Barcelona Field Studies Centre

Poblenou, Barcelona: Changing Places and Identity, Rebranding and Regeneration

Poblenou - a Catalan word meaning 'new village' - is an extensive neighbourhood of Barcelona, covering 1.5 km² and with a population of more than 30,000 habitants.

During the Industrial Revolution, Poblenou played a central role in Barcelona’s industrialisation, becoming the cornerstone of Catalan industry, particularly in the textile sector, so as to earn the nickname 'Catalan Manchester'. In the mid-19th century, textile factories spread around the main streets. Among the factors promoting this change were the presence of extensive and cheap land, a plentiful water supply and the proximity to Barcelona's port. Poblenou became the industrial neighbourhood of the city.

However, a century after the Industrial Revolution, between 1960 and 1970, the presence of such an extensive industrial area close to the city centre became a problem and the local government decided to build another industrial hub farther away, in the Zona Franca neighbourhood close to the port and airport.

Gradually, local factories and plants became empty and started being used for other purposes, as depots or studios for example. In this phase of decline, the neighbourhood entered a period of urban degradation. The fact of having being designated as industrial land impeded the development of the necessary urban infrastructure, such as housing units, schools, hospitals, green areas. The population started declining and Poblenou became a peripheral neighbourhood.

Abandoned Poblenou factory with extensive resistance grafitti (2010)
Abandoned Poblenou factory with extensive resistance grafitti (2010)

After a period of decay, Poblenou underwent a further dramatic transformation, with the 1992 Olympic Games being the main trigger, recovering the area and opening the entire city to the sea. Most of the factories and train lines next to the seafront were torn down while those in good shape and located throughout the district were mostly preserved. Many new areas were developed such as the Vila Olímpica (the residential area for the athletes during the Olympics), and new artificial beaches were built.

Poblenou's revitalisation continues with a new plan - called 22@ - aimed at reviving the entire area through the creation of a 200 hectare technological and innovation district, which was approved by Barcelona’s City Council in 2000. The 22@ plan followed the Silicon Valley industrial cluster model. It aimed to create a district of highly innovative companies collaborating with nearby universities and high-tech start-up incubators. As well as clearing up to 70% of Poblenou’s disused industrial land, the project has created parks, subsidised housing, rebuilt much-needed infrastructure and provided a blueprint for similar projects in other cities. The 2008 financial crisis reduced momentum, but development continues.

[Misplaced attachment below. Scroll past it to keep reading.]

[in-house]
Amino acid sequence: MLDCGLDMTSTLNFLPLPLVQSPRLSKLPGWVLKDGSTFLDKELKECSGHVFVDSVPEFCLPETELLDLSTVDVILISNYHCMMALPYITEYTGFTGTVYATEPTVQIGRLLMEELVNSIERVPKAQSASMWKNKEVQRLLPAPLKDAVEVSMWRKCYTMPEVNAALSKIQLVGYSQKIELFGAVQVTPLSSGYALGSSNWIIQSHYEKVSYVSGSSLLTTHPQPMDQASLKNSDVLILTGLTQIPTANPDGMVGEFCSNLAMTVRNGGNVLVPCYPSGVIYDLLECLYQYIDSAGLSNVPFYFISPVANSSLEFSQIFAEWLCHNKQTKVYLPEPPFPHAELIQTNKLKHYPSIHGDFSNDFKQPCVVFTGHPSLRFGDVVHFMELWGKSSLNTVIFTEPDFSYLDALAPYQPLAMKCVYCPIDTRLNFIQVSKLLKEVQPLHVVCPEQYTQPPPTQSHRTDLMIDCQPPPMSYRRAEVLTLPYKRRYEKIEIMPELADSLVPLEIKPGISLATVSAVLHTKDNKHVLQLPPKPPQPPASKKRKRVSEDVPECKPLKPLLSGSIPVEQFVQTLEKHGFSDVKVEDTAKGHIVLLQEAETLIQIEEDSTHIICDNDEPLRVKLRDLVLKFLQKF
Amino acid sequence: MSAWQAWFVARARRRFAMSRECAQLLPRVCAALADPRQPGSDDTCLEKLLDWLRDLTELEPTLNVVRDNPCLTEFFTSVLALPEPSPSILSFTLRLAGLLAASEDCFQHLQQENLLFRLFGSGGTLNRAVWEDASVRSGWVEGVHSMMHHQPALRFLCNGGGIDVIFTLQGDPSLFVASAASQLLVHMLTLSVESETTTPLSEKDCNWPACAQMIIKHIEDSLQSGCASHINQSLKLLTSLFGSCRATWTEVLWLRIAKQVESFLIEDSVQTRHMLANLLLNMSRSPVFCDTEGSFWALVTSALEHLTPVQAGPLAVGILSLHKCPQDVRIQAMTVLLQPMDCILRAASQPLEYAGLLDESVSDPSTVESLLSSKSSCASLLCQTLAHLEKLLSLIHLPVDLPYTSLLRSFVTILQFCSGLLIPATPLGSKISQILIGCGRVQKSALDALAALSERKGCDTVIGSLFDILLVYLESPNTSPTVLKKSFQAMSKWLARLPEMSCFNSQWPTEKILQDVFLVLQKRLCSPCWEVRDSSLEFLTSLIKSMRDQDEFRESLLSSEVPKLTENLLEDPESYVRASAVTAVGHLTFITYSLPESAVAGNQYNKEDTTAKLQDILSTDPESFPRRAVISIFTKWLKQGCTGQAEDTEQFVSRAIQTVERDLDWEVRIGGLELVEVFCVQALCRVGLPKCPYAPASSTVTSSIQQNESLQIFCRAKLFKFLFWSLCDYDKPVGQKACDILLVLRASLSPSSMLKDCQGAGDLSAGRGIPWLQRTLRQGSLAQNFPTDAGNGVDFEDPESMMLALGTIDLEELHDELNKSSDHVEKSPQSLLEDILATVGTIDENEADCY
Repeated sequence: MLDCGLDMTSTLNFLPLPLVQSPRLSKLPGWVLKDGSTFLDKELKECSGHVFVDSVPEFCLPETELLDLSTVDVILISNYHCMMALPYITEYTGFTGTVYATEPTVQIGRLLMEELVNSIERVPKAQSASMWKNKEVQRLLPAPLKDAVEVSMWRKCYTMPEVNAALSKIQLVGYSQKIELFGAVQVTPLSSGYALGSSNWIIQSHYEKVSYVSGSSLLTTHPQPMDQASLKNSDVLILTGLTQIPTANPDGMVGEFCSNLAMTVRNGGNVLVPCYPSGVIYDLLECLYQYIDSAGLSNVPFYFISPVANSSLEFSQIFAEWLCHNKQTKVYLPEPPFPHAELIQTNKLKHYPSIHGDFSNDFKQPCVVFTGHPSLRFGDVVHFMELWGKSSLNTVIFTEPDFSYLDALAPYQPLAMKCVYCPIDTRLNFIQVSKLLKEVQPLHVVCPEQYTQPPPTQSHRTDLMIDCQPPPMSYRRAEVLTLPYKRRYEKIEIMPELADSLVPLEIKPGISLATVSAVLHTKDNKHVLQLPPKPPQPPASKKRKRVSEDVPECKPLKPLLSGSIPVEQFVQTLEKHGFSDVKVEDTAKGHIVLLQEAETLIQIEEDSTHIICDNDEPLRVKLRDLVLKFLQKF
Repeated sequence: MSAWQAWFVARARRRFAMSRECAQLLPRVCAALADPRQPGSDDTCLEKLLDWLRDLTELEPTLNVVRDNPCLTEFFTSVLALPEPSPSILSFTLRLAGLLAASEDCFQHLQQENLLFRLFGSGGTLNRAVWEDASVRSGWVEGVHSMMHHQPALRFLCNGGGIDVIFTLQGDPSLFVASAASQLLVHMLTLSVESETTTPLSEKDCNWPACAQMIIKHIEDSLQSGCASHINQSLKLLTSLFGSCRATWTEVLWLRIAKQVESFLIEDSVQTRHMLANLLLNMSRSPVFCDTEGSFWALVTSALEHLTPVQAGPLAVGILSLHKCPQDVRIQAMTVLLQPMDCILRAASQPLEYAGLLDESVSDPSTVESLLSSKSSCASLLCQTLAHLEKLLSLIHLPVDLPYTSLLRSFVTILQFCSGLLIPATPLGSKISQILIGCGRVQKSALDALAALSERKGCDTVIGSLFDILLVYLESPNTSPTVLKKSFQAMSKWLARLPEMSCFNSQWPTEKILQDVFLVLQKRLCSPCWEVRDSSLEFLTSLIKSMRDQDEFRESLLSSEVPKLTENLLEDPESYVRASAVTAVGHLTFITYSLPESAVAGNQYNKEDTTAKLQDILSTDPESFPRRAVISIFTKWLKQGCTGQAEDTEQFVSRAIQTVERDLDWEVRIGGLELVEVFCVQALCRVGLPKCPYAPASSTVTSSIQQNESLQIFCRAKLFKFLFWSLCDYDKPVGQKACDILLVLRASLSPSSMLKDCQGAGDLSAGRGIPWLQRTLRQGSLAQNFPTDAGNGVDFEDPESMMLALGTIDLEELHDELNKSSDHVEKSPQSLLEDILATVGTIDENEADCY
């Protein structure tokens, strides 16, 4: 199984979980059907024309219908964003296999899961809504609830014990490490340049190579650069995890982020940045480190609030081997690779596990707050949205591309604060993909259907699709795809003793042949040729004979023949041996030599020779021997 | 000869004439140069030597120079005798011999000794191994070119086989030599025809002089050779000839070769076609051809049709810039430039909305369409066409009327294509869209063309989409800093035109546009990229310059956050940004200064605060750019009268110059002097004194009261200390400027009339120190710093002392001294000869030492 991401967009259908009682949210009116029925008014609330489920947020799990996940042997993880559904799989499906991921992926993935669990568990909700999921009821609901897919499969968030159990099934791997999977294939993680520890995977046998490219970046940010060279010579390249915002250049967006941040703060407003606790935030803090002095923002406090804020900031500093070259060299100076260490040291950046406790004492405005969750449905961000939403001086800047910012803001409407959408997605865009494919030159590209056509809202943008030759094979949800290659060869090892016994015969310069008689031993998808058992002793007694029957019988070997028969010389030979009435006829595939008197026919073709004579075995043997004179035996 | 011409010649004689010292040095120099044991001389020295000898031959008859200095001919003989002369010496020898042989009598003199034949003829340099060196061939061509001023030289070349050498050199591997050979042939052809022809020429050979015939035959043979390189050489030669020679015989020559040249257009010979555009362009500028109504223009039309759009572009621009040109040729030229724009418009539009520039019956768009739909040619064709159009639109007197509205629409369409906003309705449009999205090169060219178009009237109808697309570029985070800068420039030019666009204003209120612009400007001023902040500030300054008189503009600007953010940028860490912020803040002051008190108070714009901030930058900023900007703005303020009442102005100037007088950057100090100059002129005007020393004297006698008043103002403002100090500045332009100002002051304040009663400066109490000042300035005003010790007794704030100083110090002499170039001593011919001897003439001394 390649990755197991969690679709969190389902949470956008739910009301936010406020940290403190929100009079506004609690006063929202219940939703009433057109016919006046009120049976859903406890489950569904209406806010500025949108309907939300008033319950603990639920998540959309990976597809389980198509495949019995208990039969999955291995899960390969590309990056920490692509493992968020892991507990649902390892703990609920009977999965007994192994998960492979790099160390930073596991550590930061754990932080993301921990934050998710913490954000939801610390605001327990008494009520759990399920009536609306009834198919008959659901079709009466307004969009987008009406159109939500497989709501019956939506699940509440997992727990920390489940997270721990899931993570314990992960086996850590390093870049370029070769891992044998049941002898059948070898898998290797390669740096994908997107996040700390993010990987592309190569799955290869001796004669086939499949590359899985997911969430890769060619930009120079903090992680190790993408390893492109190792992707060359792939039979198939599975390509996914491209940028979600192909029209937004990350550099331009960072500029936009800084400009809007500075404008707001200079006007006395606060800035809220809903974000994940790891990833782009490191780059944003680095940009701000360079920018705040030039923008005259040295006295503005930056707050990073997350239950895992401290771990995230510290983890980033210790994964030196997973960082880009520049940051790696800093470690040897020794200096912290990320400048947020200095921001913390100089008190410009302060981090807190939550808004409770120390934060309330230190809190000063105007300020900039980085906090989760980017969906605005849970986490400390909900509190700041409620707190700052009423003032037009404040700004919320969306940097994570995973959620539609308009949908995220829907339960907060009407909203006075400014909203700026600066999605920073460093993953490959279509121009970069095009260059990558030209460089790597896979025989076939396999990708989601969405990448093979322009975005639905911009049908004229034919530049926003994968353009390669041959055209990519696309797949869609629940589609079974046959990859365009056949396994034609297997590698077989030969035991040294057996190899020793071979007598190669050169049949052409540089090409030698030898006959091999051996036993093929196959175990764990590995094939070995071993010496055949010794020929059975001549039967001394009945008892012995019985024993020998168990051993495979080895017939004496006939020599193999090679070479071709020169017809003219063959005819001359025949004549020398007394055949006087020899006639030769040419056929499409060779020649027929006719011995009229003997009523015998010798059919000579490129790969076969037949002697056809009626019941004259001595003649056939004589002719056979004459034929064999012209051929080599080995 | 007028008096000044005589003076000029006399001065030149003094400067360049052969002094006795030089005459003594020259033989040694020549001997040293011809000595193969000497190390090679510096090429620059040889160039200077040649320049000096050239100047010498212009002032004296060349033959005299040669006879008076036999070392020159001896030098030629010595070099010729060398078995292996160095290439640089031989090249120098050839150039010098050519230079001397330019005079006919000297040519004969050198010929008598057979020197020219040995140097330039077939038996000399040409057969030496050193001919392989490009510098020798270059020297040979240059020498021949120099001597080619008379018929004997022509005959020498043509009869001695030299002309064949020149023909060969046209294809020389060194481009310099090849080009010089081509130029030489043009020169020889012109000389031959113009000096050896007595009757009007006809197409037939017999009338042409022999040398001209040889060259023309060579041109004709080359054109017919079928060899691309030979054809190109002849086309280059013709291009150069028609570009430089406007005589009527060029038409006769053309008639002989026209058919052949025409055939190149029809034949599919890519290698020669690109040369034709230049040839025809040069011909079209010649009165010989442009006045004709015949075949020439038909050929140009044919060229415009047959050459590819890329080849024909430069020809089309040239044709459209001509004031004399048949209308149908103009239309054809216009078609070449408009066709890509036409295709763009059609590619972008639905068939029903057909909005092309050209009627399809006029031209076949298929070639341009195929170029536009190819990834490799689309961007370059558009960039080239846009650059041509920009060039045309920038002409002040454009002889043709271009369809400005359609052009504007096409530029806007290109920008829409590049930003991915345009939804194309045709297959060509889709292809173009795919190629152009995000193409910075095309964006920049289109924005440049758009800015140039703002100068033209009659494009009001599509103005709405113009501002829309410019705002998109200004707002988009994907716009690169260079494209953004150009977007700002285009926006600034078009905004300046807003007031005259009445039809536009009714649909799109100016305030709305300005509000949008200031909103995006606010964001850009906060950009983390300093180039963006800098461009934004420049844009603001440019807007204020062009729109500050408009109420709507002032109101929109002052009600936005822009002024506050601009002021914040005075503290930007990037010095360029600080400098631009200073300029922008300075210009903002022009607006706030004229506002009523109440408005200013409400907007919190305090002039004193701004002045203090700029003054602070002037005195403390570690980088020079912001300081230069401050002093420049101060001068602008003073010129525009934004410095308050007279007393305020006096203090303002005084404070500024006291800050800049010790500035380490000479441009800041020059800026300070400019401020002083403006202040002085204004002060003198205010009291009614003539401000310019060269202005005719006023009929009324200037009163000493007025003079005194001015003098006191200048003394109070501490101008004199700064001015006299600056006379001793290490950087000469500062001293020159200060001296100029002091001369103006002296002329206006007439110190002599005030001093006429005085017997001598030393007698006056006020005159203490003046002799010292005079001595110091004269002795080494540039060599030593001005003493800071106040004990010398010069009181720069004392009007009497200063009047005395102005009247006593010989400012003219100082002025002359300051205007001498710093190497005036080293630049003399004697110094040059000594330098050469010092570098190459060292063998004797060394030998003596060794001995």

22@ has brought new green spaces, LED street lights, wider roads and other improvements to the neighbourhood quality of life. However it has also meant the loss of heritage. The artistic profile of Poblenou’s more creative residents has changed too.

There have been two broad phases of artistic regeneration. The first was characterised by painters and sculpturists, setting up studios in abandoned factories, often for free. A second wave of colonisers has moved in as the availability of abandoned properties has gradually diminished. These typically work digitally, and include designers, architects and people working in the new media of sound and film. They are coming for the affordable modernised warehouses with plenty of space and light. The growth of co-working spaces is the most visible sign of this change.

A number of heritage sites help to protect Poblenou's rich industrial legacy. However, a process of gentrification has taken place with social conflict linked to a number of factors. The rising price of housing, immigration related-issues, problems deriving from the development of new hotels, the booming of the tourist industry and the loss of local workshops, bars and restaurants all contribute to a strong culture of resistance to change. The search for authenticity in Poblenou is precisely one of the factors diluting it.

The focus of our work in Poblenou is to investigate:

  • how people engage with places, their experience of them and the qualities they ascribe to them;
  • changing identity;
  • the need for, and impacts of regeneration and rebranding.

A-level orientation activities

  1. Explore the place identity of Poblenou and ways it has been represented.
  2. Find evidence of differing views about Poblenou’s place identity and representations.
  3. Explore the need for and impacts of regeneration in Poblenou.
  4. Explore the need for and impacts of rebranding in Poblenou.
  5. Look for evidence as to who is responsible for shaping the changes in Poblenou.
  6. Think about how the changes in Poblenou are part of a bigger picture of changing Barcelona.